Whenever I discuss sports — which is surprisingly seldom considering I’m a giant sports fan — I always worry that I am polarizing half of my readers. Which means about three of the six people who actually read this. But that’s because not everyone follows sports closely.
People like to emphasize the large-scale significance of the Super Bowl by saying something like, “Even girls watch it.” I refuse to do that, though.
Call me a progressive thinker if you will, but it never surprises me when I meet a girl and find out that she’s a big sports fan. I know too many girls who follow sports to feel comfortable stereotyping them all as non-sports fans. So, by saying that “even girls watch the Super Bowl,” I don’t think you’re doing the big game justice.
Here’s how I choose to describe it instead: the Super Bowl has become such a giant spectacle that even guys who don’t watch sports watch it. Because there are three type of male sports fans in this world — guys who watch religiously, guys who watch casually, and guy who just flat-out do not give a shit about anything sports related. But that all changes come the Super Bowl, and that’s how you know it’s such a big event.
I heard some guys talking about the Super Bowl today who — until that moment — I had no idea could even distinguish the difference between a football and hockey puck.
And that’s what makes it a nice event. The Super Bowl unifies guy sports fans, girls, and the guys who couldn’t point out Peyton Manning if he stood in a lineup of beet farmers.
Unfortunately, however, all of those people who tuned into Super Bowl XLVIII to watch the Denver Broncos battle the Seattle Seahawks at MetLife Stadium in
New York New Jersey were exposed to quite an unremarkable game.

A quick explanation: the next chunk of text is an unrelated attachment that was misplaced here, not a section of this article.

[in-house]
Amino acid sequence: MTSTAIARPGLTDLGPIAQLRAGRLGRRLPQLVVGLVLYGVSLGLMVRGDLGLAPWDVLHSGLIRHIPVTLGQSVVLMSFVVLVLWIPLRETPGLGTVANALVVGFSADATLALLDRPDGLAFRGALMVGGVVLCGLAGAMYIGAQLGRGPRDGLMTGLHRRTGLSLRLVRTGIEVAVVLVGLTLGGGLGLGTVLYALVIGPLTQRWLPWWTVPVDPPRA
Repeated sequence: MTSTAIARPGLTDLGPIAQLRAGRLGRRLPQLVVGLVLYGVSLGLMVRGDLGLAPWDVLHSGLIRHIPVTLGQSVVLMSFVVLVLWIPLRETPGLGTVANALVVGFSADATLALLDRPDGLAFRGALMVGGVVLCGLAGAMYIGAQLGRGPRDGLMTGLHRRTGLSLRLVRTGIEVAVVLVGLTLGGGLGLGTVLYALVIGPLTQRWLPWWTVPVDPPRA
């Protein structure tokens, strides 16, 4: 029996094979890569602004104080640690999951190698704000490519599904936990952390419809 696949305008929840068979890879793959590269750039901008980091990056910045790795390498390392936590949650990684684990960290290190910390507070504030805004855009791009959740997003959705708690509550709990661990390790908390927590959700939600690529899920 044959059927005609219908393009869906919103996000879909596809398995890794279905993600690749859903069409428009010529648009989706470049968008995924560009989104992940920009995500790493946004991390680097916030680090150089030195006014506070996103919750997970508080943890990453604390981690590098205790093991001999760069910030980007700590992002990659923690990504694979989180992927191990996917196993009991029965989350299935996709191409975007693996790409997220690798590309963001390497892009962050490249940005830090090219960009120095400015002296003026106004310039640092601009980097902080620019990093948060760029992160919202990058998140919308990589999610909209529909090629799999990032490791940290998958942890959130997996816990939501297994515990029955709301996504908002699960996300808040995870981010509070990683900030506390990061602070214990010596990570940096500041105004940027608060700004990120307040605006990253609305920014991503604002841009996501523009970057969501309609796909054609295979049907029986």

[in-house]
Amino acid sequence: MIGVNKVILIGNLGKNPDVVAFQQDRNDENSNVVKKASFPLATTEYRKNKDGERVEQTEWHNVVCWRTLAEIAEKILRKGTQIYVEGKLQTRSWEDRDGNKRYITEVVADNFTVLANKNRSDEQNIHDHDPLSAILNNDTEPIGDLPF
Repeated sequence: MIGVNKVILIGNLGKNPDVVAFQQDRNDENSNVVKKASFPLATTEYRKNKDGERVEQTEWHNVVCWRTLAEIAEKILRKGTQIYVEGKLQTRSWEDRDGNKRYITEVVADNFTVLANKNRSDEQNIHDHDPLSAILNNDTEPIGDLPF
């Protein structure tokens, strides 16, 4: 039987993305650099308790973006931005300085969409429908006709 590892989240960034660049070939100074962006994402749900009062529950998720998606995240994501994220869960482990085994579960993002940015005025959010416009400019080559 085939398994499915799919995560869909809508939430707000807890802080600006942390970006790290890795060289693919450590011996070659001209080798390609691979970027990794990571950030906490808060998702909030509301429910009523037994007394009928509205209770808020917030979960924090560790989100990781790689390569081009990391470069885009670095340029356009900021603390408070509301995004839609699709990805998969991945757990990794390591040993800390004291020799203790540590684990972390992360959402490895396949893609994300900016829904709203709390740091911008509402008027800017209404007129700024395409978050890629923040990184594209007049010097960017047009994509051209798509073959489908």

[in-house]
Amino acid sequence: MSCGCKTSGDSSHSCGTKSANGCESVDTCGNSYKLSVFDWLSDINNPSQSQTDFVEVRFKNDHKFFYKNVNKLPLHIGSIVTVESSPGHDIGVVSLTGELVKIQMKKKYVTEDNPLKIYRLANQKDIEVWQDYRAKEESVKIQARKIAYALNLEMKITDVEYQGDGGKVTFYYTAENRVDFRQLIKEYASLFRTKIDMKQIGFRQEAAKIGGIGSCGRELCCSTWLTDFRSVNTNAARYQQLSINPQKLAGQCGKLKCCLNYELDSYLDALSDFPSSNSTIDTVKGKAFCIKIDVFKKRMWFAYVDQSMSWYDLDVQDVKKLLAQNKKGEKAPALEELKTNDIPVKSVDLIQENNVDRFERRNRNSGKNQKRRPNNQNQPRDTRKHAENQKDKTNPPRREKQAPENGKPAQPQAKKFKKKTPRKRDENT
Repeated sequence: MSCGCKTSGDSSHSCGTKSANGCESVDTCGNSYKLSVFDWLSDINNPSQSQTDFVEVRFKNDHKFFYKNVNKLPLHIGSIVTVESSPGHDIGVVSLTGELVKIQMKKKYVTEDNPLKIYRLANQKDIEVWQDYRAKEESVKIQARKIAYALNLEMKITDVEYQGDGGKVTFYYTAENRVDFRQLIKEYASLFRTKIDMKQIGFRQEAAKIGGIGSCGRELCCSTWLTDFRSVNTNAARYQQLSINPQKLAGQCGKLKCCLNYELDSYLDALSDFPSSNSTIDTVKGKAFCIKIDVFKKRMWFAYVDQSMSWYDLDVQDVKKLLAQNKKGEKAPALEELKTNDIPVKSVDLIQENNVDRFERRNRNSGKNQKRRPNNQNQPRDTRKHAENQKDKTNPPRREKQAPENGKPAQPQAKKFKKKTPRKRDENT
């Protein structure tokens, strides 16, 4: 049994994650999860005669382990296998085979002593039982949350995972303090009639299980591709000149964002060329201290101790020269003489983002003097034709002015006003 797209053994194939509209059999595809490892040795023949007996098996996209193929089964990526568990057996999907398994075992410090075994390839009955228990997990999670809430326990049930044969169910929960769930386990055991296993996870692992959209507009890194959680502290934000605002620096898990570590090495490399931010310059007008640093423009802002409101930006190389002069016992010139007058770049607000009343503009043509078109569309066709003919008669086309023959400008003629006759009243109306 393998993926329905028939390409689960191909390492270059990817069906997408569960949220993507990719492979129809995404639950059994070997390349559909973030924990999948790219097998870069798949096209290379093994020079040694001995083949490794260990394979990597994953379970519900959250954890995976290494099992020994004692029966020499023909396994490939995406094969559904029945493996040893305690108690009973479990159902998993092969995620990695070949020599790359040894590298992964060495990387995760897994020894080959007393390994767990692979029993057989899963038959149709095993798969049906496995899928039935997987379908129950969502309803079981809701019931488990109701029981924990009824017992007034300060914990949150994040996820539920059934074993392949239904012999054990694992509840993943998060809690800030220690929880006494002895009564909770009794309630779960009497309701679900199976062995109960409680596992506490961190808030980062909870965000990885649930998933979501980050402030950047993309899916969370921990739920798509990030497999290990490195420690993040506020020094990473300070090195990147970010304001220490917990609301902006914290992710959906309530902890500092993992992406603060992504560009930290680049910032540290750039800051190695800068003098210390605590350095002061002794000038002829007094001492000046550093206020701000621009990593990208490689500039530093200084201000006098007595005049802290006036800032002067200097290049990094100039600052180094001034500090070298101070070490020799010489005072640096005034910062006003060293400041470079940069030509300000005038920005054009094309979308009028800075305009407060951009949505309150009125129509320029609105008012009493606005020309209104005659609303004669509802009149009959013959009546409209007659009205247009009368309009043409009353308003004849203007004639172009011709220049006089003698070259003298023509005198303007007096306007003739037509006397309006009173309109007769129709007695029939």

It started out like this … and the Denver Broncos never recovered.
Fortunately the Super Bowl has a little something for everyone, regardless of the game’s outcome.
Aside from the unwritten social codes that allow us to pig out as much as humanly possible, we’re also entertained by dozens of commercials that all try to one-up one another, a kitty bowl and a puppy bowl, and a halftime show that has come to be the most anticipated musical performance since Woodstock ’69. I’d link to it, but whatever video I post will shortly be removed for copyright infringement, so look it up yourself if you made the mistake of running out to get food during halftime.
24 hours later, I’ve heard some criticism of the Super Bowl commercials, but honestly, although I wasn’t overly impressed by one commercial, I wasn’t overly disappointed by any, either. The only thing worse than a bad Super Bowl is a bad Super Bowl commercial, and there was none of that. Instead, we were exposed to a palate of mostly safe, wholesome ads highlighted by a veteran’s homecoming and a puppy-horse friendship, as well as some humorous cameos by familiar ’90s television characters and Stephen Colbert.
But the talk of the night, by far, revolved around Bruno Mars.
There was a whole lot of hubbub surrounding last September’s selection of Bruno Mars to perform the halftime show, and I never understood why. Maybe it’s because I’ve seen him perform many times during national awards shows, but the guy is an entertainer through and through, who can also sing.
His style evokes a nostalgic blend of James Brown and a younger Michael Jackson, and his vocals mix contemporary R&B with a classic rock sound akin to bands like The Police. You can never go wrong with airing messages from troops overseas, and the addition of the Red Hot Chili Peppers was enough to allow the most self-conscious of music fans to admit they enjoyed the performance without fearfully approving of Bruno Mars.
That being said, even Bruno Mars would probably agree that if he was the best thing that happened on the night, it means the Super Bowl sucked. But you have to give credit where credit is due, and the Seahawks could not have performed better in every facet of the game than they did on Sunday, and Peyton Manning is going to hear about this for a long, long time.
And as usual, there were some stories that emerged after the game ended, like an embarrassing security breach that resulted in a 9/11 Truther disclosing his radical political views during Super Bowl MVP Malcolm Smith’s post game press conference, and a commercial that aired in Georgia featuring a local attorney that probably would have been the most talked-about advertisement had it played nationally.
All in all, even an uneventful Super Bowl makes for an eventful evening, and now, die-hard sports fans can gear up for baseball season, girls can return to their regularly scheduled programming of Real Housewives and New Girl, and indifferent male sports fans go back to … whatever it is you guys do.
Seriously … what the hell is life like without sports?